Capitol Community Church Retreat

Harmony Poem

by Millicent Phillips

Harmony happens when we realize two truths: our voice is valuable and different voices do not COMPETE with our sound they COMPLETE our sound. I was asked to speak on unity this past weekend at a church retreat and I asked Millicent Phillips to write a poem that paints this picture. What she wrote brought me to tears – and I wanted to share it with you.

©2018 Millicent Phillips

 My Teaching Notes from the Weekend

Please forgive all typos – spelling mistakes and other stuff 🙂   My notes are always in draft form

Session One Notes

Session Two Notes

Pearl Devotion – by Aliene Thompson

Without authenticity, there is no vulnerability.   Without vulnerability, there is no intimacy. Without courage to be authentic and release your voice, the connections God created for you cannot happen.

Everything you are—your authentic self, your story, your imperfections, your fears, your dreams, your past—all God has created you to be is a beautiful pearl to treasure and share with those who value your whole heart.

Formed by adversity of sand and surf, true pearls are imperfect, yet they carry great value to those who understand, appreciate, and respect the journey of this jewel.  When a pearl comes out of its shell to connect with other treasures, something special happens.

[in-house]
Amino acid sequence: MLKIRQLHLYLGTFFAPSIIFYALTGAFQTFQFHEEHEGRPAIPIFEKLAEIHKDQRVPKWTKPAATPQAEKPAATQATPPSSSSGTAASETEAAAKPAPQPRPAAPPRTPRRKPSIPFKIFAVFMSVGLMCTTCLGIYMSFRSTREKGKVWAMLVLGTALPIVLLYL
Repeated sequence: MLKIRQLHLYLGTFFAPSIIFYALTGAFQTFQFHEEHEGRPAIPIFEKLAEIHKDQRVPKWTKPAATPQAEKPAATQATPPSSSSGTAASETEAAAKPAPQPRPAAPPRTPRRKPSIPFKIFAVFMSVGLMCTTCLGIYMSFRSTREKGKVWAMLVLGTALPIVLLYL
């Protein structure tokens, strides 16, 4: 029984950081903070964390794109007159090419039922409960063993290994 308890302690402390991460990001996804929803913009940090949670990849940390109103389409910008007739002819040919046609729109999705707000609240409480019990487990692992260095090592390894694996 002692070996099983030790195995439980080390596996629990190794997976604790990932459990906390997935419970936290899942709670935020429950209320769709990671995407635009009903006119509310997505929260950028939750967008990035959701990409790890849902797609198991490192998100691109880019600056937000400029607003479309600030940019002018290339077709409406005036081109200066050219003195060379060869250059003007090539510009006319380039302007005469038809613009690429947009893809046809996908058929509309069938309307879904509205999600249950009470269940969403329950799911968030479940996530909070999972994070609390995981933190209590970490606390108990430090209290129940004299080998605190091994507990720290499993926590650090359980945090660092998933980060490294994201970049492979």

A pearl alone is a beautiful treasure, but when anchored with other treasures on a strong strand, the results are extraordinary. Similarly, when we are authentic with each other, share our voice and held together by God’s agape love, we find the true connection God created us for.

But great courage is required for this true connection. Experience has taught us to fear bringing our real selves and our resources to the table.  Perhaps that deep desire for connection deceived our hearts and we made bad decisions to share our treasure with those who had no empathy or because of their own pain could not value our journey.

  • We shared our story but felt shame from others.
  • We put ourselves out there and failed.
  • We loved greatly only to be rejected.
  • We trusted and were betrayed.
  • We lived and we were labeled.

And so we falsely believed we were not enough. We stopped really living. We hid. We shut down. We made perfection our goal to shield rejection. We stayed on the surface and had many acquaintances but nothing deep. In our shame, we pulled others down to prop ourselves up. We swung between the two extremes of hiding or trying to hot-wire connection by giving our pearls away to those who trampled on them.